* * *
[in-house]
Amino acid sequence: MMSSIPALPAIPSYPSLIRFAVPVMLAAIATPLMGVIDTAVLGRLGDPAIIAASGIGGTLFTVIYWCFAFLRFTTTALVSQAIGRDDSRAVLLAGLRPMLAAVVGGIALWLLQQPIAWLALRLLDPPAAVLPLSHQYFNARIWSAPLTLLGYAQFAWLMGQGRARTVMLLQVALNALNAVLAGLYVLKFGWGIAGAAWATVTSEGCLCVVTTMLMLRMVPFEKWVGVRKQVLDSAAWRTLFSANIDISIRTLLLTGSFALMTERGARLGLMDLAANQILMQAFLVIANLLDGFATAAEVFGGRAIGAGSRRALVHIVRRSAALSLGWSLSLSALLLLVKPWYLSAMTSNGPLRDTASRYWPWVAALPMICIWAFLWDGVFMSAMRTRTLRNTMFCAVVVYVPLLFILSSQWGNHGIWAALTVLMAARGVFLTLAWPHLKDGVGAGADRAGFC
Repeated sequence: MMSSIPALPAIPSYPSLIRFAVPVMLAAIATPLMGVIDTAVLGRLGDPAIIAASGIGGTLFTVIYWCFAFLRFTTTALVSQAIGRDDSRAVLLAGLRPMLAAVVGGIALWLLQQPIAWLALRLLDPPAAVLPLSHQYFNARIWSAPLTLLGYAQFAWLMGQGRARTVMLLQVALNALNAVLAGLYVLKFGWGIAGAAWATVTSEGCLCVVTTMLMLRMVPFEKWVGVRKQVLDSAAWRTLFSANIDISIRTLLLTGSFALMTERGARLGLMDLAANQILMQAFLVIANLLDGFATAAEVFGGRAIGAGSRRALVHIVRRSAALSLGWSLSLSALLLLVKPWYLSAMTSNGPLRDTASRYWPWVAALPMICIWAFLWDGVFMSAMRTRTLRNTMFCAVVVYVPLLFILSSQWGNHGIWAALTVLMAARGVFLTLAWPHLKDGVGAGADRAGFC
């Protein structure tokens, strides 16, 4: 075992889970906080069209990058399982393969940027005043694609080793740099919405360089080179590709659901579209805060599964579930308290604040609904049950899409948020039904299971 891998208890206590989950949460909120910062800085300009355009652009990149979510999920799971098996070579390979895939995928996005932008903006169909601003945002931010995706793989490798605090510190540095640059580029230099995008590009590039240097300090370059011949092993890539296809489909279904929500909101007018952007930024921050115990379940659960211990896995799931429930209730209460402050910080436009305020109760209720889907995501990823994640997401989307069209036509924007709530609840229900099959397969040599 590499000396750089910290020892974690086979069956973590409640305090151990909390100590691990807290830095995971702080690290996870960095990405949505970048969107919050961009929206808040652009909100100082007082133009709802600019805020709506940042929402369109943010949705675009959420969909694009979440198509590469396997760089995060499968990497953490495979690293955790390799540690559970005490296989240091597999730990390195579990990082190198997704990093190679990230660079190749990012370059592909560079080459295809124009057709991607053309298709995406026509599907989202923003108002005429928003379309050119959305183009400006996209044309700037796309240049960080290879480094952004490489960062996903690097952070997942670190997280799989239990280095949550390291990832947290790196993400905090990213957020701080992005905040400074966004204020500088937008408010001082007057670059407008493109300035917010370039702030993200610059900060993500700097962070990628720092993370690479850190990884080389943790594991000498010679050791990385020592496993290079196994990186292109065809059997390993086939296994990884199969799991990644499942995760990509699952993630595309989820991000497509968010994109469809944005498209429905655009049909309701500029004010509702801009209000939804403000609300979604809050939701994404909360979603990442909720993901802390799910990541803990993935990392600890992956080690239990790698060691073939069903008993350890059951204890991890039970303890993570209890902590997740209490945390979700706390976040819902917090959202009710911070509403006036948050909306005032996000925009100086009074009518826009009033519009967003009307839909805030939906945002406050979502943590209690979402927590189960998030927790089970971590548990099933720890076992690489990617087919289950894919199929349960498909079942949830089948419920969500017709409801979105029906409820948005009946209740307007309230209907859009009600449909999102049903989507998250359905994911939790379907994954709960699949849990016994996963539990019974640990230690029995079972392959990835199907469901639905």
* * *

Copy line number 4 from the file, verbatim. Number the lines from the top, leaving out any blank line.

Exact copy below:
């Protein structure tokens, strides 16, 4: 075992889970906080069209990058399982393969940027005043694609080793740099919405360089080179590709659901579209805060599964579930308290604040609904049950899409948020039904299971 891998208890206590989950949460909120910062800085300009355009652009990149979510999920799971098996070579390979895939995928996005932008903006169909601003945002931010995706793989490798605090510190540095640059580029230099995008590009590039240097300090370059011949092993890539296809489909279904929500909101007018952007930024921050115990379940659960211990896995799931429930209730209460402050910080436009305020109760209720889907995501990823994640997401989307069209036509924007709530609840229900099959397969040599 590499000396750089910290020892974690086979069956973590409640305090151990909390100590691990807290830095995971702080690290996870960095990405949505970048969107919050961009929206808040652009909100100082007082133009709802600019805020709506940042929402369109943010949705675009959420969909694009979440198509590469396997760089995060499968990497953490495979690293955790390799540690559970005490296989240091597999730990390195579990990082190198997704990093190679990230660079190749990012370059592909560079080459295809124009057709991607053309298709995406026509599907989202923003108002005429928003379309050119959305183009400006996209044309700037796309240049960080290879480094952004490489960062996903690097952070997942670190997280799989239990280095949550390291990832947290790196993400905090990213957020701080992005905040400074966004204020500088937008408010001082007057670059407008493109300035917010370039702030993200610059900060993500700097962070990628720092993370690479850190990884080389943790594991000498010679050791990385020592496993290079196994990186292109065809059997390993086939296994990884199969799991990644499942995760990509699952993630595309989820991000497509968010994109469809944005498209429905655009049909309701500029004010509702801009209000939804403000609300979604809050939701994404909360979603990442909720993901802390799910990541803990993935990392600890992956080690239990790698060691073939069903008993350890059951204890991890039970303890993570209890902590997740209490945390979700706390976040819902917090959202009710911070509403006036948050909306005032996000925009100086009074009518826009009033519009967003009307839909805030939906945002406050979502943590209690979402927590189960998030927790089970971590548990099933720890076992690489990617087919289950894919199929349960498909079942949830089948419920969500017709409801979105029906409820948005009946209740307007309230209907859009009600449909999102049903989507998250359905994911939790379907994954709960699949849990016994996963539990019974640990230690029995079972392959990835199907469901639905």